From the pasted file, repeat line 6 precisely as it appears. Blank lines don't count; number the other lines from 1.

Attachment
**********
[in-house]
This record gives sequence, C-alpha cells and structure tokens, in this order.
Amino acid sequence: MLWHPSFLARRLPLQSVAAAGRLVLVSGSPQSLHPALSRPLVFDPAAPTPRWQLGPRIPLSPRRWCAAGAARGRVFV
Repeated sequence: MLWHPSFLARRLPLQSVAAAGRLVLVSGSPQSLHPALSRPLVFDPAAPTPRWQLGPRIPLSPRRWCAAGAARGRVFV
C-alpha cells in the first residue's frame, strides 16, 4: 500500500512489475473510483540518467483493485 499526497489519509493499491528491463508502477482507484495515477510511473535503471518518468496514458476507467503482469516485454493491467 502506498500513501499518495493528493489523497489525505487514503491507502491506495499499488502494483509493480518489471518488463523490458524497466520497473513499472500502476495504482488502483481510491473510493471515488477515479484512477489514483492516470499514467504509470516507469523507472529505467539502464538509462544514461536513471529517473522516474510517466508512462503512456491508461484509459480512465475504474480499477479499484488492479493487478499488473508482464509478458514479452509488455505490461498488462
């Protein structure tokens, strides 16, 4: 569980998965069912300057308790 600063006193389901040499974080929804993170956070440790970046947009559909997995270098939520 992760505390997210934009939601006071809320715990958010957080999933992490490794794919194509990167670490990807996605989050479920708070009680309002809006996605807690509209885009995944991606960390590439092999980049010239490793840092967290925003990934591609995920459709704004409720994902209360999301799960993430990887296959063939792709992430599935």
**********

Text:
């Protein structure tokens, strides 16, 4: 569980998965069912300057308790 600063006193389901040499974080929804993170956070440790970046947009559909997995270098939520 992760505390997210934009939601006071809320715990958010957080999933992490490794794919194509990167670490990807996605989050479920708070009680309002809006996605807690509209885009995944991606960390590439092999980049010239490793840092967290925003990934591609995920459709704004409720994902209360999301799960993430990887296959063939792709992430599935």